OUTSIDE THE BOX FORUM is a bold venture into the unknown. I expect to share a variety of disruptive ideas for your consideration. These ideas will address a number of open questions, issues, and challenges to complex project management. This effort will not succeed unless you participate with us. Help us out with your response to a most important question:

Improving PRINCE2 Project Manager Flexibility

One of the basic principles of the ECPM Framework is to protect the flexibility and decision-making authority of the Project Co-Managers. The vetted portfolio is the artifact that accomplishes this.

Every instantiation of the ECPM Framework in an organization includes a portfolio of vetted tools, templates, and processes from which a project manager chooses what will be used to manage their specific project. The ECPM Framework provides the template of contents for that portfolio. It is called the ECPM/kit and includes the following categories:

  • bodies of knowledge
  • a specific portfolio of PMLC Model Templates
  • vetted tools, templates, and processes
  • customized reports
  • business process models
  • process improvement program
  • professional development program
  • problem-solving process
  • decision-making process
  • RASCI Matrix

Related Article: Output Decisions From the Client Checkpoint

Every organization has its own culture, best practices, and business processes. Some will be commercial off-the-shelf products; others will be home grown and meet specific situations that may be unique to the organization. To plan and execute projects the organization will offer a portfolio of tools, templates, and processes that have been vetted for use by anyone in the organization. That vetting is often the responsibility of a Project Support Office (PSO). Because the portfolio includes only vetted items, their use will have been pre-approved. It is up to the co-managers to decide which to use given the situation they face. Additions to the vetted portfolio are always welcome as new employees are hired and new tools, templates, and processes are introduced by the thought leaders in their respective disciplines.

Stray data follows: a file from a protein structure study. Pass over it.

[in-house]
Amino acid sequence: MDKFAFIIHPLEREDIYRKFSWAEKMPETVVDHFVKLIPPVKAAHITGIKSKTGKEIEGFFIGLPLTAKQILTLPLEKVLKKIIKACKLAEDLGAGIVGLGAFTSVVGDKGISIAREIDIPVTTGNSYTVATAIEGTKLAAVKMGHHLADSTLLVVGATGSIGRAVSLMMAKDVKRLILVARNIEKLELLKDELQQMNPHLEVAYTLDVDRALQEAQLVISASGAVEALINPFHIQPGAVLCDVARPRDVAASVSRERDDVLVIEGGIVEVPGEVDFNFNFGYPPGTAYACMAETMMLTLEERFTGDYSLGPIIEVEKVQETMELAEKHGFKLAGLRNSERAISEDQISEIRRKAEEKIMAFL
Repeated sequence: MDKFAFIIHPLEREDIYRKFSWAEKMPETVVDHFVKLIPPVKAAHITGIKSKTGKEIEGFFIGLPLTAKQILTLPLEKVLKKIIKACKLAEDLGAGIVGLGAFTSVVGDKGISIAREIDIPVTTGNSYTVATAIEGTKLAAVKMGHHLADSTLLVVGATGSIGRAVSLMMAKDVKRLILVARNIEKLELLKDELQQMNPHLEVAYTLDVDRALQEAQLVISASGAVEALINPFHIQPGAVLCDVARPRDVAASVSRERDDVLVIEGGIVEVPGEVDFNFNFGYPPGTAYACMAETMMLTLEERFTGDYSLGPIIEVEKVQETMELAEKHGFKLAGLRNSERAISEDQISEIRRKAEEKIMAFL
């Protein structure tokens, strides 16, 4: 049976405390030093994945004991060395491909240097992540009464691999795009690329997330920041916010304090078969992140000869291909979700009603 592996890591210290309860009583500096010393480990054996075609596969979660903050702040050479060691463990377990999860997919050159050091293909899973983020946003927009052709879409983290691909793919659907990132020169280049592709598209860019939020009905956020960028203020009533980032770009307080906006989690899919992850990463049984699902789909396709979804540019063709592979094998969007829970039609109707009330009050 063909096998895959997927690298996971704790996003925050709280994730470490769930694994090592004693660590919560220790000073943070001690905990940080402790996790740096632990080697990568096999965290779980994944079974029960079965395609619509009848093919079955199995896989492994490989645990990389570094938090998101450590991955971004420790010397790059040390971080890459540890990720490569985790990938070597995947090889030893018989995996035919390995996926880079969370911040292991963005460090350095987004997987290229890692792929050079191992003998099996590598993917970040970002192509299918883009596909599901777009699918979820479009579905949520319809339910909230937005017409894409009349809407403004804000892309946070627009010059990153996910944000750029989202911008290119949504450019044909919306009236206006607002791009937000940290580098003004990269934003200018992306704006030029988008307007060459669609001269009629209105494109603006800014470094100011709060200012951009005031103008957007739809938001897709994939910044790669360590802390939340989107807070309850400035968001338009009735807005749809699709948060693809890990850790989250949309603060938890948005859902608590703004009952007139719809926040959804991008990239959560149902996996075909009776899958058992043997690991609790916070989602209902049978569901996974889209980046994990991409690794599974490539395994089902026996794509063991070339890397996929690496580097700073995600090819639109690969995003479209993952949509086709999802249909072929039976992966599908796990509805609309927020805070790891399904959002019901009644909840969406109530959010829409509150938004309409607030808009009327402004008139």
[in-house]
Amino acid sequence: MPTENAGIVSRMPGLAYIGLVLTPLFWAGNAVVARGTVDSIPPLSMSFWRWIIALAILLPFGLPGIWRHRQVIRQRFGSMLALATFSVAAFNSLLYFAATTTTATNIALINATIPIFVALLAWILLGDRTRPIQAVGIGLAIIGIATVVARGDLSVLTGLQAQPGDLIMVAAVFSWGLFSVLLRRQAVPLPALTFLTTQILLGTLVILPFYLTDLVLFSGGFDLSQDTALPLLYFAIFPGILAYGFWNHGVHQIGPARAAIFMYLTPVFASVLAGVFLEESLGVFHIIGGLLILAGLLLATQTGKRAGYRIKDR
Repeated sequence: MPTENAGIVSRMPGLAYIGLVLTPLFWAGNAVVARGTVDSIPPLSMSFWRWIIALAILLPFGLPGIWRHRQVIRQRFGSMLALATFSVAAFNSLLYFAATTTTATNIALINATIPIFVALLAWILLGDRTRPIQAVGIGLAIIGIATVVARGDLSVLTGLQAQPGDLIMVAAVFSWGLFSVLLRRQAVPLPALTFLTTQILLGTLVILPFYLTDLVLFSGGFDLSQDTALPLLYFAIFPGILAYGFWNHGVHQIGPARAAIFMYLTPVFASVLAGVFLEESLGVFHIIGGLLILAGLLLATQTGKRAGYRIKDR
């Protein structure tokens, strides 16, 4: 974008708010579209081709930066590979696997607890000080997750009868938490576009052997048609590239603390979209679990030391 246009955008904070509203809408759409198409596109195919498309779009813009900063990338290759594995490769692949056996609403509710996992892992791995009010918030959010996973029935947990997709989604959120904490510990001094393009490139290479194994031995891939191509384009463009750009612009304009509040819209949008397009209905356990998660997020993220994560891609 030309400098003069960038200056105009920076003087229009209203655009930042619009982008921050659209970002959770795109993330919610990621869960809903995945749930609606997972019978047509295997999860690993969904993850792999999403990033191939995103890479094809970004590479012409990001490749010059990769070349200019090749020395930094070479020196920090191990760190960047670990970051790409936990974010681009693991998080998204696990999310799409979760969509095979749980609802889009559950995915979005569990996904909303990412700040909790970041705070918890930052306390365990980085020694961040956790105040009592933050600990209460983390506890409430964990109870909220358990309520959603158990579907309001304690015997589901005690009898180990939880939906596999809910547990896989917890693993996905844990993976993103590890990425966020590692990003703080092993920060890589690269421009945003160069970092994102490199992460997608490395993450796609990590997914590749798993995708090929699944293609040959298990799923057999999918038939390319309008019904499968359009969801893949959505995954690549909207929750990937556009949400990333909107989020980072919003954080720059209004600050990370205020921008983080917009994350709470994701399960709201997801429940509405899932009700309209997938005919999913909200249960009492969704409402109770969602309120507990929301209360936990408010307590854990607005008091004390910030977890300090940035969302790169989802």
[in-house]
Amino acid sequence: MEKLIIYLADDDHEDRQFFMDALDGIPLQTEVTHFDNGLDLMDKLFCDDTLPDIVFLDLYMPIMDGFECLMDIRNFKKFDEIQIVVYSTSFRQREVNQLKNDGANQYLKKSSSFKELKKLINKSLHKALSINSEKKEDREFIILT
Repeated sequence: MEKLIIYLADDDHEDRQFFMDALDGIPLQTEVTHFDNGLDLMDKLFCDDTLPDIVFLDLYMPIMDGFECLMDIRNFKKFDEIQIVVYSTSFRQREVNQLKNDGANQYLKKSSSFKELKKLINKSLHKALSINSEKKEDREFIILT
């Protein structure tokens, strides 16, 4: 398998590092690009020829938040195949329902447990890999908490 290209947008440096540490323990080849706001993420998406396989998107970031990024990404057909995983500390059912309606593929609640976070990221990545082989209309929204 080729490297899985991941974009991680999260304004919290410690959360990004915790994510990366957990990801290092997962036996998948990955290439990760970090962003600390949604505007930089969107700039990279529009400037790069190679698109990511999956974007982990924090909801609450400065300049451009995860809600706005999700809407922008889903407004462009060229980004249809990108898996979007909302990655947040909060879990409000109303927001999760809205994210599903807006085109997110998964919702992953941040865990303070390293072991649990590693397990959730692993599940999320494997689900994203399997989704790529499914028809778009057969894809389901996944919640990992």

The vetted portfolio offers any project manager complete freedom to choose which to use among a set of pre-approved alternatives. Some organizations may require the manager to offer the rationale for their choices whenever those choices depart from common practice. Supporting that freedom is critical to the successful execution of complex projects. This is consistent with the cook/chef metaphor and is an essential characteristic of the complex project landscape.


The major strength of the ECPM Framework is that it places full control over the management of the project in the hands of the co-managers. But that control would be a ticket to chaos if it weren’t contained within a portfolio of vetted tools, templates, and processes. We call that portfolio the ECPM/kit. Having that portfolio in place and used presents several benefits and challenges to the organization: